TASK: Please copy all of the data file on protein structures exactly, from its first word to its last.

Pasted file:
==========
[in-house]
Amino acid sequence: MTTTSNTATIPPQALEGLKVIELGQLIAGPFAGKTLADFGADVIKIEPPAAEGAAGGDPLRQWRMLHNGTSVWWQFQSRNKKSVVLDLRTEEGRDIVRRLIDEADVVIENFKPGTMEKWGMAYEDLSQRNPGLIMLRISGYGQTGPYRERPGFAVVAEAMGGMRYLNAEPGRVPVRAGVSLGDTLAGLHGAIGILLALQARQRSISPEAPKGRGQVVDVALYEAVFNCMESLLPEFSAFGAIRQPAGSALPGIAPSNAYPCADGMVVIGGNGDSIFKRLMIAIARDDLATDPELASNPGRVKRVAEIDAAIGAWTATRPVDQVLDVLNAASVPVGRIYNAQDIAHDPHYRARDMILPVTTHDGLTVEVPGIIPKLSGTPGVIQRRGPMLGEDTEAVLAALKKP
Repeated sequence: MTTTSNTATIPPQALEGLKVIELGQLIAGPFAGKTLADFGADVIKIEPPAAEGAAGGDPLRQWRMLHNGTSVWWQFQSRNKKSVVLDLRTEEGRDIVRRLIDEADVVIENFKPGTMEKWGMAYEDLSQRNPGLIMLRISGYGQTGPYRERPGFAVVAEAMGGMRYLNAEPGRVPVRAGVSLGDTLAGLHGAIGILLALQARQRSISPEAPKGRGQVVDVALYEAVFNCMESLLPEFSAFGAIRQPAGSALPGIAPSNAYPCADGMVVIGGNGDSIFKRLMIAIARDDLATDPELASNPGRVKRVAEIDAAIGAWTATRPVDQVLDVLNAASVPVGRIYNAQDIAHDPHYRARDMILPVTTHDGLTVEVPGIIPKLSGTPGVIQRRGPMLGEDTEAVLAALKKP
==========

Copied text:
[in-house]
Amino acid sequence: MTTTSNTATIPPQALEGLKVIELGQLIAGPFAGKTLADFGADVIKIEPPAAEGAAGGDPLRQWRMLHNGTSVWWQFQSRNKKSVVLDLRTEEGRDIVRRLIDEADVVIENFKPGTMEKWGMAYEDLSQRNPGLIMLRISGYGQTGPYRERPGFAVVAEAMGGMRYLNAEPGRVPVRAGVSLGDTLAGLHGAIGILLALQARQRSISPEAPKGRGQVVDVALYEAVFNCMESLLPEFSAFGAIRQPAGSALPGIAPSNAYPCADGMVVIGGNGDSIFKRLMIAIARDDLATDPELASNPGRVKRVAEIDAAIGAWTATRPVDQVLDVLNAASVPVGRIYNAQDIAHDPHYRARDMILPVTTHDGLTVEVPGIIPKLSGTPGVIQRRGPMLGEDTEAVLAALKKP
Repeated sequence: MTTTSNTATIPPQALEGLKVIELGQLIAGPFAGKTLADFGADVIKIEPPAAEGAAGGDPLRQWRMLHNGTSVWWQFQSRNKKSVVLDLRTEEGRDIVRRLIDEADVVIENFKPGTMEKWGMAYEDLSQRNPGLIMLRISGYGQTGPYRERPGFAVVAEAMGGMRYLNAEPGRVPVRAGVSLGDTLAGLHGAIGILLALQARQRSISPEAPKGRGQVVDVALYEAVFNCMESLLPEFSAFGAIRQPAGSALPGIAPSNAYPCADGMVVIGGNGDSIFKRLMIAIARDDLATDPELASNPGRVKRVAEIDAAIGAWTATRPVDQVLDVLNAASVPVGRIYNAQDIAHDPHYRARDMILPVTTHDGLTVEVPGIIPKLSGTPGVIQRRGPMLGEDTEAVLAALKKP